After assuming the throne in 1553, Mary I did what would After have been expected from any queen: she searched for a husband so that she could produce an heir. Unfortunately for Mary, she chose Philip of Spain – which infuriated many in her country and led to an uprising. Led by Sir Thomas Wyatt (the son of the poet who wrote verse to Anne Boleyn) and several others, the rebels wanted to prevent the marriage to a foreign power…and place the Protestant Elizabeth on the throne. When news came that Wyatt’s troops were preparing to storm the city, Mary spoke to her people at Guildhall, exhorting them to bravely support her. It was a brilliant speech, one that led twenty thousand men to swarm to her side. Many believe that Elizabeth used it as the basis for her Armada speech…but that’s a story for another day.
Here is the text of that speech:
I am come in mine own person to tell you what you already see and know; I mean the traitorous and seditious assembling of the Kentish rebels against us and you. Their pretense (as they say) is to resist a marriage between us and the prince of Spain; of all of their plots and evil-contrived articles you have been informed. Since then, our council have resorted to the rebels, demanding the cause of their continued emprise. By their answers, the marriage is found to be the least of their quarrel; for, swerving from their former demands, they now arrogantly require the governance of our person, the keeping of our town, and the placing of our councilors. What I am, loving subjects, ye right well know – your queen, to whom, at my coronation, ye promised allegiance and obedience. I was then wedded to the realm, and to the laws of the same, the spousal ring whereof I wear here on my finger, and it never has and never shall be left off. That I am the rightful and true inheritor of the English crown I not only take all of Christendom to witness, but also your acts of Parliament confirming the same. My father (as ye all know) possessed the same regal estate; to him ye were always loving subjects. Therefore I doubt not, ye will show yourselves so to me, his daughter; not suffering any rebel, especially so presumptuous a one as this Wyatt, to usurp the government of our person.
And this I say on the word of a prince. I cannot tell how naturally a mother loveth her children, for I never had any; but if subjects may be loved as a mother doth her child, then assure yourselves that I, your sovereign lady and queen, do as earnestly love and favor you. I cannot but think that you love me in return; and thus, bound in concord, we shall be able, I doubt not, to give these rebels a speedy overthrow.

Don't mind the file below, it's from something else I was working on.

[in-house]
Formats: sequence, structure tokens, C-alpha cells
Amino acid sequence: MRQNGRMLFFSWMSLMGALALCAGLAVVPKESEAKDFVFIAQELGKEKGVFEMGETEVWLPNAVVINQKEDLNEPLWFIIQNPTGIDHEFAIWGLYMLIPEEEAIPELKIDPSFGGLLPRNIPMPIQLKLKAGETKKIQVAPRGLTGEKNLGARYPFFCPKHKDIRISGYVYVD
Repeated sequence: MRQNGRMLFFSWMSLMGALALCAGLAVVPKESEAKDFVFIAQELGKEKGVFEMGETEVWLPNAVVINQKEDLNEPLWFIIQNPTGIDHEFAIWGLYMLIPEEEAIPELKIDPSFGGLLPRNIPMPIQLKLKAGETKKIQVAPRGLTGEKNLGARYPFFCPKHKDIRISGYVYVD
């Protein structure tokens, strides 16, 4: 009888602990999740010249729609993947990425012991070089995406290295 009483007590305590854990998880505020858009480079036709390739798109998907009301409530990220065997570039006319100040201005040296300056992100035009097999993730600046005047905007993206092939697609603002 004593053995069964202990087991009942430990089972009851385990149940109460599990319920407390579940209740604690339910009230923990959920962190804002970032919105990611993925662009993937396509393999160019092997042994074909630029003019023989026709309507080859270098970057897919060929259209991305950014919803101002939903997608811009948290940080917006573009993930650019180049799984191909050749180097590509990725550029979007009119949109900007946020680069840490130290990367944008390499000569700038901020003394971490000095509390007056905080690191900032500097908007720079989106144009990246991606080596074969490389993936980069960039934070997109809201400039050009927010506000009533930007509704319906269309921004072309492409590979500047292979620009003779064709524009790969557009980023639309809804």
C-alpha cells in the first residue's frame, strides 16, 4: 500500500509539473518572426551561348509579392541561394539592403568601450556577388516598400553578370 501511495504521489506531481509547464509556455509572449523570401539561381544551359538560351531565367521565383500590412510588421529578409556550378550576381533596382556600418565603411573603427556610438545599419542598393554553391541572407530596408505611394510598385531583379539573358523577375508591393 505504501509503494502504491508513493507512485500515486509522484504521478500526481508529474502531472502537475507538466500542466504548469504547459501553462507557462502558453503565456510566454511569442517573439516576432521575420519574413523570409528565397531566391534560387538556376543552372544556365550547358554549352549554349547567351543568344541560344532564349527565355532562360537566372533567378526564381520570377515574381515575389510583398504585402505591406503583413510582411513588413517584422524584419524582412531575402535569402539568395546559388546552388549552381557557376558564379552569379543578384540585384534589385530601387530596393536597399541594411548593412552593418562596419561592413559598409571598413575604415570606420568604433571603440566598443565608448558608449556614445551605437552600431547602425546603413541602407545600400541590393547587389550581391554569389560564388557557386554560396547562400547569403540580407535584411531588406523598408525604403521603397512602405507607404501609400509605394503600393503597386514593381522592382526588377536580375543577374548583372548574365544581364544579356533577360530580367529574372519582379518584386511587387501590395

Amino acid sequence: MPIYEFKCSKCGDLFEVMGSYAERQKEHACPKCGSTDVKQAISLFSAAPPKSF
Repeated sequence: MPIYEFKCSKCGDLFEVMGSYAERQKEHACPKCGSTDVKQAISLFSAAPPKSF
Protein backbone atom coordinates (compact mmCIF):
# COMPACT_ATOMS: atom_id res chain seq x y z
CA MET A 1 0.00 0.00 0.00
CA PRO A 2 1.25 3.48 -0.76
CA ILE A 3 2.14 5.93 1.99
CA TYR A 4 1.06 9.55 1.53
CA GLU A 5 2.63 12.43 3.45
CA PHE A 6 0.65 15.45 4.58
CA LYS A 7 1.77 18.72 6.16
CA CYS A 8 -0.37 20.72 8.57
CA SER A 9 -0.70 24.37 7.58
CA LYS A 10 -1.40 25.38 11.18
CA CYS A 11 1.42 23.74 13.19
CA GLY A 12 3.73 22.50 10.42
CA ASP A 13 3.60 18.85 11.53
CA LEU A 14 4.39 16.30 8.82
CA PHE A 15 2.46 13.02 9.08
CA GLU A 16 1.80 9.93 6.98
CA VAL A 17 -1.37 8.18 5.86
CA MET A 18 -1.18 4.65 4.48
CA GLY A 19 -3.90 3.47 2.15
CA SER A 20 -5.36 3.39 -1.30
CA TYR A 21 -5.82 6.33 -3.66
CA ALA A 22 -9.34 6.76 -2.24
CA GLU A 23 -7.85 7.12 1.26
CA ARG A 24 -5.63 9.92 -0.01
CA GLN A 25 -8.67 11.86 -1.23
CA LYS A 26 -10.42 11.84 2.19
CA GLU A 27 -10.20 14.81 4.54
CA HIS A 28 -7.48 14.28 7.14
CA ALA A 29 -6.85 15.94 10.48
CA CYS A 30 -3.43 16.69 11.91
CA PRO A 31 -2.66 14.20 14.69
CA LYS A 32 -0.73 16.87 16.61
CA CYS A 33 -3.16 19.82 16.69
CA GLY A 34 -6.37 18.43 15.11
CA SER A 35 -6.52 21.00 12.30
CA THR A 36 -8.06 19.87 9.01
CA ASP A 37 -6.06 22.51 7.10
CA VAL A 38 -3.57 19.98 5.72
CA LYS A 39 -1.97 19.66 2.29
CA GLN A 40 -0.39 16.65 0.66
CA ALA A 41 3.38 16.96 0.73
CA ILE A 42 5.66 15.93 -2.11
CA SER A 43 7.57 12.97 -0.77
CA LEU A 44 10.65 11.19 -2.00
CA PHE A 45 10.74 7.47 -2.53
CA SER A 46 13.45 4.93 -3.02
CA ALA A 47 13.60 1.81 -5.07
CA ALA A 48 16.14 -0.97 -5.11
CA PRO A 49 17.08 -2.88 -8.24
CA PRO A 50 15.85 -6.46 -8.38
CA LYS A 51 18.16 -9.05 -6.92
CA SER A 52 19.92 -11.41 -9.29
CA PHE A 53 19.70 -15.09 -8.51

Now, concerning my intended marriage; I am neither so desirous of wedding, nor so precisely wedded to my will, that I needs must have a husband. Hitherto I have lived a virgin, and I doubt not, with God’s grace, to live so still. But if, as my ancestors have done, it might please God that I should leave you a successor to be your governor, I trust you would rejoice thereat; also, I know it would be to your comfort. Yet, if I thought this marriage would endanger any of you, my loving subjects, or the royal estate of this English realm, I would never consent thereto, or marry while I loved. On the word of a queen I assure you, that if the marriage appear not before the high court of parliament, the nobility, and commons for the singular benefit of the whole realm, then I will abstain – not only from this, but from every other.
Wherefore, good subjects, pluck up your hearts! Like true men, stand fast with your lawful sovereign against these rebels, and fear them not – for I do not, I assure you. I leave with you my lord Howard and my lord treasurer [Winchester], to assist my lord mayor in the safeguard of the city from spoil and sack, which is the only aim of the rebellious crew.
Agnes Strickland, Lives of the Queens of England, Volume VI (quoting from Holinshed’s Chronicles)
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